Advice, A lot on my plate!

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11
10
Joined Jan 10, 2010
Hello fellow Chefs.

I am a year into my position of Development Chef for a group of restaurants, 4 restaurants plus catering for a bunch of activities they do.

I have worked for the company before, as Exec, left and returned 2 years later to find all my hard work in shambles!
It has taken a while to get things back in order, but everything is still hanging on by a thread!
I develop the menus, recipes, train the chefs, bla bla bla for all our restaurants and side ventures, I have an exec under me, who handles everything else, brilliant by the way.
We have a central/test kitchen that handles the shitty prep, bakery, and dish development, and 3 main kitchens.
One of our restaurants, which has only been running from 8am to 6pm has now been opened for dinner. It is in a UNESCO World Heritage Site, and we are the only restaurant operating in it. These new dinners, I can't screw up!

Here is my dilemma, and where I could use some advice. I "work" a pretty good set of hours, 8hd 5dw, which covers all my admin work, site visits, fixes, etc, but all my development work happens when I'm off. I use my personal time, & kitchen for testing out my recipes (plus I hardly ever claim back for ingredients) and all the menu stuff i do, I do all the graphic design and all.....
I find myself working till 4am, at least, on most occasions.
I hardly ever get to cook anymore, besides the VIP events, or when the bosses are in town, but I still feel overloaded, without anything to show for it.
We have 2 new restaurants opening up soon, which is going to add more to my plate (sorry)
Feel like I am going to crash soon.

I have gotten back into double D'ing again, and only to help get through the workload (excuses I know) and worried I am gonna start making a habit out of it. Chefs life,.... Yay :(
It takes at least a box of smokes, and a bottle of red, or half a case of beer, or half a bottle of Jami and a sneaky g to get through a night.

That looks long winded, without much substance.
Its hard to explain, but the gist is -
- I feel like I work so hard but with nothing to show for it at the end of the day.
- I love to take on so much, and it over whelms me.
- I feel like i have to be everywhere at once.
- I don't have much me, relax, social time (and when I do its D&D)
- I get a load of praise from my bosses, and feel like I can't screw up or let them down.

Side note, the country I work in has just started to collapse, again. ei. sourcing ingredients is a bitch, paying for shit is a nightmare. Look up Zimbabwe..... Fun times ahead!!

Another note, yes I know D&D is bad, and I'm working on that.

One other thing, I would love if someone could have a look at my menus, and give me some tips!

Thanks!
 
1,341
865
Joined Mar 1, 2017
Here's some advice.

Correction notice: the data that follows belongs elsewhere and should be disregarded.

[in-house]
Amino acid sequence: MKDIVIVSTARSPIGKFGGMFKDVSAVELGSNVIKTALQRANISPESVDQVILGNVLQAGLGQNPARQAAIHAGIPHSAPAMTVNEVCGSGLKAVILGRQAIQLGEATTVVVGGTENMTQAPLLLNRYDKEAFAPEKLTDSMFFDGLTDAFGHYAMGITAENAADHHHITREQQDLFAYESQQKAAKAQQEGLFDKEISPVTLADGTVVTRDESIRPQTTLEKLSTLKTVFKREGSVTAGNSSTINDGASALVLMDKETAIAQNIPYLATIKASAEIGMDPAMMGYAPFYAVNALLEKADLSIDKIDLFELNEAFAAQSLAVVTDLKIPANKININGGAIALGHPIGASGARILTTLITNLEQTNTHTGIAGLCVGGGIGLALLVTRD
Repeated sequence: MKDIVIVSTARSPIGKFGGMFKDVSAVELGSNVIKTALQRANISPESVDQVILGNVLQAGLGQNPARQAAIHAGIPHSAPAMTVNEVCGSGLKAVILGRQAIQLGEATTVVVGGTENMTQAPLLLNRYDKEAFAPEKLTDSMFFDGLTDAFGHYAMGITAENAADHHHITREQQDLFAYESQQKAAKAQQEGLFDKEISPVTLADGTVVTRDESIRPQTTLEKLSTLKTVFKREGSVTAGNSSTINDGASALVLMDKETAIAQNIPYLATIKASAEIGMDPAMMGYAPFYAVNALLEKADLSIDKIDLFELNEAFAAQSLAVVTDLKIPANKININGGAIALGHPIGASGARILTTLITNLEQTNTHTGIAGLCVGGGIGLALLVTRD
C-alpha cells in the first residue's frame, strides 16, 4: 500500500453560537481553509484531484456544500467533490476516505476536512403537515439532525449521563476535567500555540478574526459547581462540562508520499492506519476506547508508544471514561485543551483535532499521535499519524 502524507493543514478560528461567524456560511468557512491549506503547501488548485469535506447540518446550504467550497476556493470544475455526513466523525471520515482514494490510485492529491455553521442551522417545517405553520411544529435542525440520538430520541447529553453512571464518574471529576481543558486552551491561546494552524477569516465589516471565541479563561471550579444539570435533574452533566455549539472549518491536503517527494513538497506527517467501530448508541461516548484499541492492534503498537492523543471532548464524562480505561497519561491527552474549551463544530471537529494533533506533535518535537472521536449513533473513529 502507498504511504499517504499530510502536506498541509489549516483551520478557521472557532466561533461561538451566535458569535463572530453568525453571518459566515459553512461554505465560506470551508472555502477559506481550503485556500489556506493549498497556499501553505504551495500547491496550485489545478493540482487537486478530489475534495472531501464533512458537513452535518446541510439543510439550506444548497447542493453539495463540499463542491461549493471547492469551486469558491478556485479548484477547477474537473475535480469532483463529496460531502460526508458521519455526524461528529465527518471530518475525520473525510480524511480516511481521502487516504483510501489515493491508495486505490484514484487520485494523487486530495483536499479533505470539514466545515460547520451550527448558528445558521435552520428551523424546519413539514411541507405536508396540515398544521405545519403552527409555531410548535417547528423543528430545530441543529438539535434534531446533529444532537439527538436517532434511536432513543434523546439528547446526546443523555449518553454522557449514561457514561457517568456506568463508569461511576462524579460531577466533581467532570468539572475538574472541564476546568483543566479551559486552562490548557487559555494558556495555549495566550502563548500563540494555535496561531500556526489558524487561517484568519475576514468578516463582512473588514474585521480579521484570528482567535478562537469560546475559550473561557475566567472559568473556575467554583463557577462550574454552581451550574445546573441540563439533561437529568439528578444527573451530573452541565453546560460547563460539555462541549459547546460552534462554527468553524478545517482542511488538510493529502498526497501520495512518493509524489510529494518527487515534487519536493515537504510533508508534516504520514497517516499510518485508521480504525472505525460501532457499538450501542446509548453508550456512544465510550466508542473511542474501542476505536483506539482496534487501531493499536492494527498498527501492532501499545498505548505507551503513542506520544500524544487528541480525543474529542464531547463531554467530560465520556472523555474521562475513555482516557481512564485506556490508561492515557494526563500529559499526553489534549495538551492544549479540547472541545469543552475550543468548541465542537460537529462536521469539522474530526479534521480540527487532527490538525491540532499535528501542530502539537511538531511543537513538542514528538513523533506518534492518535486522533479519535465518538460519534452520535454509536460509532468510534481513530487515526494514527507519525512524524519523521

1. Move. If the country is about to implode, why stay? You wouldn't ride a sinking ship would you?
2. Give up D&D before you incinerate your career. This business is littered with the carcasses of failed careers due to D&D.

Problems solved.

A good chef in Europe, Asia, Australia or the US is always in demand.

Post your menus and I will be happy to look them over. But, without knowing what your sourcing options are, it will be like navigating the Alps in plane blindfolded.

Good luck. :)
 
804
305
Joined Sep 17, 2018
I guess I'm not really sure what you are asking. As far as too much on your plate, you either need to take a step back and decide if it is something you want to do or if you are just doing it to not "let your bosses down" or if you want to continue see if you can either unload some of this work to lower positions like your exec or have them hire/create a new position to help you. It is not reasonable for a company that is growing/expanding to expect the employees to continue without the added support. For the part about bring your work home/after hours work, a lot of professionals both in this field and others do that so I don't really think you are in a unique position these no offense. Also, when you take on a leadership role like this you are bound to do more delegating and less cooking, simply because your priorities lie in different areas. If you strongly feel that you need to get back to more hands on cooking than I suggest maybe a break from the type of position you have will be beneficial to ease your stress. And finally if you currently think there is going to be trouble with the country and you are having a hard time getting ingredients now I would suggest you explore other options. Hope this helps and good luck.
 
4,474
422
Joined Jun 27, 2012
I have worked for the company before, as Exec, left and returned 2 years later to find all my hard work in shambles!
It has taken a while to get things back in order, but everything is still hanging on by a thread!
It takes at least a box of smokes, and a bottle of red, or half a case of beer, or half a bottle of Jami and a sneaky g to get through a night.

You WORKED (key word) there before...I am curious as to why your SOPs were tossed in the shredder when the door hit you in the a** on your way out 2 years ago.
You implied the place was a well oiled machine and then....what happened to cause you to leave?
Me thinks your ego was stroked to get you back and once things are running smoothly (again) you will be out of the picture (again) that is if you don't hit a tree driving 60 MPH on your way home.

Having to catch a buzz to get thru a shift is a HUGE red flag.
NO biz (hospitality or not) is worth risking substance addiction (which 99% of the time will either land you in the morgue with a fashionable toe tag or as "friend of Bill" for the rest of your life.

just sayin'
mimi
 

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